Divorce is a reality for all people, even for Roman Catholics.  The Catholic Church respects the validity of all marriages, not just Catholic marriages.  There are divorced persons who seek to remarry in the Catholic Church.  In such cases, the Church will consider the divorced marriage to see if someone entered the marriage with an understanding, ability or intention contrary to the Church’s teaching on marriage.  The Church can examine the presumed valid marriage bond to see if the bond really existed.  A Declaration of Nullity is declared by the Church if the marriage in question is judged to have been null and void from the very beginning, thus, enabling the persons to marry in the Catholic Church.  The Tribunal, through the annulment process, exists to help people participate more fully in the sacramental life of the Catholic Church.


Civil Divorce
Before anyone can initiate a process for a Declaration of Nullity, civil divorce for the marriage in question must be obtained and finalized.  This completed civil document demonstrates for the Church that the civil marriage in fact has been definitively broken and is unable to be reconciled.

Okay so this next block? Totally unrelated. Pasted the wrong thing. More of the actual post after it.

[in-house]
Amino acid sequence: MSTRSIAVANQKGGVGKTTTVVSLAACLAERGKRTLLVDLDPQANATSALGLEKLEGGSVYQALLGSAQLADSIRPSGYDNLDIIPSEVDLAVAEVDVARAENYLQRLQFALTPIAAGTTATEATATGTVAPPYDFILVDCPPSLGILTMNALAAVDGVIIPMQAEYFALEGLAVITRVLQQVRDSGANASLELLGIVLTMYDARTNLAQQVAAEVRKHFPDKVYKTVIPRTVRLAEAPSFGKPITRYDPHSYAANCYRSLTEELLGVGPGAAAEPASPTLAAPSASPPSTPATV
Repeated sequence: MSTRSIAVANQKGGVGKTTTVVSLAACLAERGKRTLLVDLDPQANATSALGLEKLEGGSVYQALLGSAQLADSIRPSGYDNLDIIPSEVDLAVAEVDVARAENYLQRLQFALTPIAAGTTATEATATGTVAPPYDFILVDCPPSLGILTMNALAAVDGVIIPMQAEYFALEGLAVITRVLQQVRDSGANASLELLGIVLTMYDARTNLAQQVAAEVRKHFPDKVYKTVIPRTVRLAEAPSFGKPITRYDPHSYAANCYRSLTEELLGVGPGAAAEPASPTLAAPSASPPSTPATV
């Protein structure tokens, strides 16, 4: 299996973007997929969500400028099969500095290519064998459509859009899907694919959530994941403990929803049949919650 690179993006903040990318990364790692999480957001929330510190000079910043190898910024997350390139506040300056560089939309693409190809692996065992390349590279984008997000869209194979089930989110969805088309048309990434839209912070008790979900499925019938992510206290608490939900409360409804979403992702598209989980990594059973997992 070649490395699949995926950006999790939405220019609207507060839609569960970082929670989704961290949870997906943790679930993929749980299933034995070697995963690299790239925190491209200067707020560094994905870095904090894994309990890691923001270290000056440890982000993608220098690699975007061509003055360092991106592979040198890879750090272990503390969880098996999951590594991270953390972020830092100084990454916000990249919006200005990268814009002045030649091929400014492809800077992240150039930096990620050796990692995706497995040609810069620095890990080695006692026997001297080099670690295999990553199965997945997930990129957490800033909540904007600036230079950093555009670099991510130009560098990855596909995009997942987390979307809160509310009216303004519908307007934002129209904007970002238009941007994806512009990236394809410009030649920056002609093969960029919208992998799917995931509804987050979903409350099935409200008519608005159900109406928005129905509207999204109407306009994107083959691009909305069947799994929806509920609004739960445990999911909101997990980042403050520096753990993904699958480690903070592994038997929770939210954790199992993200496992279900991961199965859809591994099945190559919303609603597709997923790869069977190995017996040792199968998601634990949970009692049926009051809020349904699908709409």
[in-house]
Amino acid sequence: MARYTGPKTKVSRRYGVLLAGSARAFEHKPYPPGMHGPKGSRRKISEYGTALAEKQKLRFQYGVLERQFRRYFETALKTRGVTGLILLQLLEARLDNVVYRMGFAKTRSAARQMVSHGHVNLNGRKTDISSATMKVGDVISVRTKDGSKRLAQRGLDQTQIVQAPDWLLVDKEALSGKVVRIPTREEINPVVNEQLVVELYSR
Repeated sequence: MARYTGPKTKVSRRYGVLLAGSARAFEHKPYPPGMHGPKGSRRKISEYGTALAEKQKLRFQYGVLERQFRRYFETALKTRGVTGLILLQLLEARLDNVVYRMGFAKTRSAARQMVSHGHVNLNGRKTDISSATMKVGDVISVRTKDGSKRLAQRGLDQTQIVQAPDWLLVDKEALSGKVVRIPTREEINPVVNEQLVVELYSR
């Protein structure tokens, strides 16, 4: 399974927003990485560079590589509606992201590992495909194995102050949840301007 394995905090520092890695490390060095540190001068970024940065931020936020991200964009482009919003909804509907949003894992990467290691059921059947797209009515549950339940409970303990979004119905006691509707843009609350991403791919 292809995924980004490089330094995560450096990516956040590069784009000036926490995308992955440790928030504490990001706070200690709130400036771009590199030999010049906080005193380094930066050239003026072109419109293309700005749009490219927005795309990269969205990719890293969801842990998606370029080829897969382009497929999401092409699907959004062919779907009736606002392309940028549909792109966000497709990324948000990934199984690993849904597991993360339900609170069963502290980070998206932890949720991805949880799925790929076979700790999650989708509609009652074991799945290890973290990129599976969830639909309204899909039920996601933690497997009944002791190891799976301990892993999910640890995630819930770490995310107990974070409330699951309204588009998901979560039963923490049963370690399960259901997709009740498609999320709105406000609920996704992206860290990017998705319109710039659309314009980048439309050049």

Preliminary Questionnaire and Documents
The Petitioner (the one who is beginning the process) is asked to complete a questionnaire about basic facts of the marriage in question.  Documents such as recent baptismal certificates for Roman Catholics and certified marriage and divorce decrees are required for everyone at this time.

Acceptance of Petition
The Tribunal will accept the petition if jurisdiction and potential grounds exist.  The Tribunal has jurisdiction if, for example, the Archdiocese of Philadelphia is where the Petitioner or Respondent lives or where the wedding took place.  Potential grounds for a case center upon the intentions a couple has when they enter into marriage concerning fidelity, permanence and openness to children.  Grounds also exist concerning the knowledge parties have concerning the Church’s teaching and understanding of marriage as well as one’s ability to enter into and to fulfill the unique interpersonal relationship of marriage.  These canonical grounds find concrete expression in the family and formative experiences of the parties to the marriage, their dating and engagement relationships, as well as the cohabitation relationship during the marriage.

Hearing for Petitioner
The Petitioner is scheduled to give testimony at the Tribunal offices in the Archdiocesan Pastoral Center with the assistance of a trained auditor. This process takes the format of an interview, based on the preliminary information already supplied to the Tribunal.  This necessary interview exists to assist the Petitioner in making his or her petition to the Tribunal.  The determination of whether grounds exist is generally made at this time.

Notification of the Respondent